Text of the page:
The vast and vibrant landscape of the Refuge. Photo credit: Bonnie Swarbrick, USFWS.
Arizona PBS Segment Features Buenos Aires NWR and Volunteers
Arizona Public Media PBS recently produced a short segment capturing the spectacular beauty and wildness of Buenos Aires National Wildlife Refuge in southern Arizona. The segment highlights the diversity of habitat and wildlife at the Refuge and also features interviews with several Refuge volunteers. View the filmed segment below.
Trustees Reach $4 Million Settlement with Chevron Molycorp to Restore Injured Natural Resources
September 2014 The Natural Resource Trustees - the State of New Mexico, the U.S. Department of Agriculture Forest Service and the U.S. Department of the Interior - reached a $4 million settlement to restore natural resources that were injured as a result of releases of hazardous substances from the Chevron Molycorp mine facility. The mine facility is located in Taos County, NM.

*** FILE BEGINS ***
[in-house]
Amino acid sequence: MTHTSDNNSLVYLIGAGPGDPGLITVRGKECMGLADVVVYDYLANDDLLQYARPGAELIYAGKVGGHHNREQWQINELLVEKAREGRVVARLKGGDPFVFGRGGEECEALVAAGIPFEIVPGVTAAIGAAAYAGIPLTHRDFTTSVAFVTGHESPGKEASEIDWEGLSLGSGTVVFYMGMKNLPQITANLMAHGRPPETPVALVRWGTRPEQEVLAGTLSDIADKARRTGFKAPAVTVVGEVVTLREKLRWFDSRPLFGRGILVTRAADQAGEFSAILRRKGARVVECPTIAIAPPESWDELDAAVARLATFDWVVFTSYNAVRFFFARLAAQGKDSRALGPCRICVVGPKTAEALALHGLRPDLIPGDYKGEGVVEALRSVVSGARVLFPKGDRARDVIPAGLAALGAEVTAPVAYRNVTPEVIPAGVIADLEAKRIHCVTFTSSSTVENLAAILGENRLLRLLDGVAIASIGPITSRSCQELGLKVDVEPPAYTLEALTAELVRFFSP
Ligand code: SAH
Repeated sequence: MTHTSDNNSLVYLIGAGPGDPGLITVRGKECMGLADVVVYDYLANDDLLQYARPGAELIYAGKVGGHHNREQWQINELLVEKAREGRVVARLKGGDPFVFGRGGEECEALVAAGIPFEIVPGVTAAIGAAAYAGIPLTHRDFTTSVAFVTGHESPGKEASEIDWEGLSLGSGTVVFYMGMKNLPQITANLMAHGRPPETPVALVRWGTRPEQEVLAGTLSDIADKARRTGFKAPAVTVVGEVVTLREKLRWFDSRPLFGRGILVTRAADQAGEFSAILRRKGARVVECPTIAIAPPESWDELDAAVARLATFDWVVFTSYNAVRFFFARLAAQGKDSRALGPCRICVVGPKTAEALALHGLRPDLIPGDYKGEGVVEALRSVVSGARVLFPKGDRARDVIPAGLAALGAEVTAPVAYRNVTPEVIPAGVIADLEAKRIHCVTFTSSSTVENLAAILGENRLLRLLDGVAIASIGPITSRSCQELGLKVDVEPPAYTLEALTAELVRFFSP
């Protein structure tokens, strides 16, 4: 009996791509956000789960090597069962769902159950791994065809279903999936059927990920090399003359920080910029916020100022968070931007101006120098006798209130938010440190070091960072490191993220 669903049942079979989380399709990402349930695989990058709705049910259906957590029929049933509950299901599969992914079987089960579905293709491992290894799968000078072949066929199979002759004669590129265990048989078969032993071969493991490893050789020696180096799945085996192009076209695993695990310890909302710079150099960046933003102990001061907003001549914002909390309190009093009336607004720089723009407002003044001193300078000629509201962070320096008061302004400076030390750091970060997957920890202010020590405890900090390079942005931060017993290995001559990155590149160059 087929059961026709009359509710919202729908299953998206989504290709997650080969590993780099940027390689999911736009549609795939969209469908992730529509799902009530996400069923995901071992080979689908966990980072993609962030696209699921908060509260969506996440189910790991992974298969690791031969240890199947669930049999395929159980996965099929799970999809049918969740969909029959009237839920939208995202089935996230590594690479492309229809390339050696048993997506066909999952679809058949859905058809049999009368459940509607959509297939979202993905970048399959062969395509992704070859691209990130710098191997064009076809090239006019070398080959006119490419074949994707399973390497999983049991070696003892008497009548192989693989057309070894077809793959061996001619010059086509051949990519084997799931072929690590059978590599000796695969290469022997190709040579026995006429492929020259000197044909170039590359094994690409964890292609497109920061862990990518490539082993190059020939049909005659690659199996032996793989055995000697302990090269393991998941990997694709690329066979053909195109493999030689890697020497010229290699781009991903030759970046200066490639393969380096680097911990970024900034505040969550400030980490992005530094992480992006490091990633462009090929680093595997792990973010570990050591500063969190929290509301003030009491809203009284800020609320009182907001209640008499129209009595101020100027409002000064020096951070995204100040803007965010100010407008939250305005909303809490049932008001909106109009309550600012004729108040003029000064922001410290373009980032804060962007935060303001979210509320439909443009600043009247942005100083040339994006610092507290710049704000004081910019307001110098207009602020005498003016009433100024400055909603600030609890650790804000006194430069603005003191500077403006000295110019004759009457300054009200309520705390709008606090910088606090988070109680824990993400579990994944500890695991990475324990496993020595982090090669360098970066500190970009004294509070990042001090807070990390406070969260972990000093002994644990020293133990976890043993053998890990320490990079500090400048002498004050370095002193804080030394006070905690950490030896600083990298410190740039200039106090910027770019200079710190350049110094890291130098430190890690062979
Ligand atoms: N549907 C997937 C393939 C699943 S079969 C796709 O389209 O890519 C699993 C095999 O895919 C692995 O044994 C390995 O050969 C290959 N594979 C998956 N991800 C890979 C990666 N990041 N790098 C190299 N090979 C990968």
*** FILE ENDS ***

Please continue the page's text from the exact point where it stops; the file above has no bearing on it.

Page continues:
The Trustees' next step will be to conduct a public information meeting to explain how restoration projects will be identified and selected. The meeting will be announced in the local media and on the Office of Natural Resources Trustee website at http://onrt.state.nm.us.
Distinguished by a white head and white tail feathers, bald eagles are protected by the Migratory Bird Treaty Act and the Bald and Golden Eagle Protection Act. Both laws prohibit killing, selling or otherwise harming eagles, their nests, or eggs. Photo credit: John and Karen Hollingsworth, USFWS .
Edgewood Man Sentenced For Violating Federal Wildlife Laws
September 2014 A New Mexico resident was sentenced today for violating the Migratory Bird Treaty Act by selling or offering to sell Bald Eagle feathers. A member of the Lakota/Sioux Tribe of the Hunkpapa Band of Lakota, Dale N. Smith was charged as the result of an undercover investigation by the U.S. Fish and Wildlife Service that began on March 7, 2014, and concluded with Smith’s arrest on April 10, 2014. This case was prosecuted by Assistant U.S. Attorney Paul H. Spiers. The case was investigated by the U.S. Fish and Wildlife Service, Office of Law Enforcement with assistance from the New Mexico Game and Fish Department, Homeland Security Investigations, the U. S. Marshals Service, and Santa Fe County Sheriff's Office.